Hot stuffOne NYPD officer, two U.S. marshals shot in West Village 'American Ninja Warrior' princess packs mental and physical punch
Maddie's Pet Adoption Days leads to thousands of homes for NYC animals
Chihuahua-Dachshund sisters, Princess and Diamond, jumped over each other and licked the fingers of those considering adopting the 4-month old puppies. The duo, foster puppies from Animal Care & Control, were just two of thousands of dogs, cats and rabbits on hand for the city's free Maddie's Pet Adoption Days in Union Square over the weekend.
More than 3,500 animals found homes in the largest adoption event, hosted by the Mayor's Alliance for NYC's Animals, said Jane Hoffman, the group's founder and president. More than 90 animal shelters and rescue groups brought their furry friends to Union Square on Saturday and Sunday.
Roommates Martha Souder and Rachel Plast, both 23, moved to the city together three months ago from Wisconsin.
"We're looking for a new addition to our New York family," said Souder, who held Diamond inside the AC&C's adoption truck. "We wanted to come see if we could find the right dog."
All adoption fees have been waived for the event and are subsidized by Maddie's Fund, a California-based organization that promotes the idea of a no-kill country. Similar events are planned in eight other states.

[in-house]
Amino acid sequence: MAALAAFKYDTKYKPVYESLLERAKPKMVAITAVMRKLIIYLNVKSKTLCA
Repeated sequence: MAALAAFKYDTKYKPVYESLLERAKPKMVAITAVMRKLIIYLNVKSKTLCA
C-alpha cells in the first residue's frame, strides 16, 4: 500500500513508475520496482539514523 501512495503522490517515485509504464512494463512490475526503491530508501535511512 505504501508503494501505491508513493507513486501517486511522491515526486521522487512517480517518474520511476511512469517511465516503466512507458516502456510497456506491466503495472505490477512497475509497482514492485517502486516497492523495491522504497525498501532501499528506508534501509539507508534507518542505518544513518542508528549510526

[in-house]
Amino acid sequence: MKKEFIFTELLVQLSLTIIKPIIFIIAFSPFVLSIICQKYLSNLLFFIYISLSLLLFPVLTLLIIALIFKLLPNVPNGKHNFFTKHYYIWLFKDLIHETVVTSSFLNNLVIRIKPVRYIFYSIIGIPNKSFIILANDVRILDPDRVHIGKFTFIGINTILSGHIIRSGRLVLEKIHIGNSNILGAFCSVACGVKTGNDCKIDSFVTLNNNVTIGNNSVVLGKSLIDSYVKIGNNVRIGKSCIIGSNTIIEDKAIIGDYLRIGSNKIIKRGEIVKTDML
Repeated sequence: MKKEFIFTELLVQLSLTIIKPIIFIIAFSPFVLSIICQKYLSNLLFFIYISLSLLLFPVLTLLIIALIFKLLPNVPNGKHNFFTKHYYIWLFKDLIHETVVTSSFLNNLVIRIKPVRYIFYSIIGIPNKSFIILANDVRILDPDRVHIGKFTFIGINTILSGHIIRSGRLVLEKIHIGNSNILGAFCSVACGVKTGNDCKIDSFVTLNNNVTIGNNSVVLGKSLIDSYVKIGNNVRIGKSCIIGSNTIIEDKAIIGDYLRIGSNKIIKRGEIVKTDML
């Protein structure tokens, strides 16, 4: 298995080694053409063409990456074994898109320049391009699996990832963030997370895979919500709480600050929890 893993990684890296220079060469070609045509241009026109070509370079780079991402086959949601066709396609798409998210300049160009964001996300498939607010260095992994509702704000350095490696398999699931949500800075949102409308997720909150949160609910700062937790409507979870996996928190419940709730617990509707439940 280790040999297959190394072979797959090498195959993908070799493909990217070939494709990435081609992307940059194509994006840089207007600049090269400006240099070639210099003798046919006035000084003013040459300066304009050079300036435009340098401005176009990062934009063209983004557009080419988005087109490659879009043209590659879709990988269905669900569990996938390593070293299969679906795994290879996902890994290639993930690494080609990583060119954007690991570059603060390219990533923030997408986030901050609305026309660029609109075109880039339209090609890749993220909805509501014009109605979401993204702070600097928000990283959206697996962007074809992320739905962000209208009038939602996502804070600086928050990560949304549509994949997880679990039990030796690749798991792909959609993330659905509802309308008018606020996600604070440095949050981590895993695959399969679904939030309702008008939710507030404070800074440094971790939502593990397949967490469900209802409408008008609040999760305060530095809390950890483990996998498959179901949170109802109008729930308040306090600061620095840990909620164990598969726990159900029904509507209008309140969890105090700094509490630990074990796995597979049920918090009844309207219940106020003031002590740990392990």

In fact, the shelters receive more money per adoption from Maddie's Fund than they normally do, Hoffman said.
"I think it brings awareness to all these animal groups and shelters. I think it's fabulous," she said. "I think the only thing is we're running out of dogs and cats and kittens, which is a good problem to have."
Francina Pena just moved to the Bronx from the Dominican Republic with her 4-year-old daughter, Emilia. Pena, 23, said they had a cat but had to leave it behind. Sunday Pena, a home attendant, brought her daughter to pick out a new friend.
"She's having a hard time adjusting," she said, after Emilia picked out a brand new kitten. "We thought it was a good idea for her to have a buddy. For her to feel not so alone.
"She fell in love with it," Pena added. "She just said 'I want that one.'"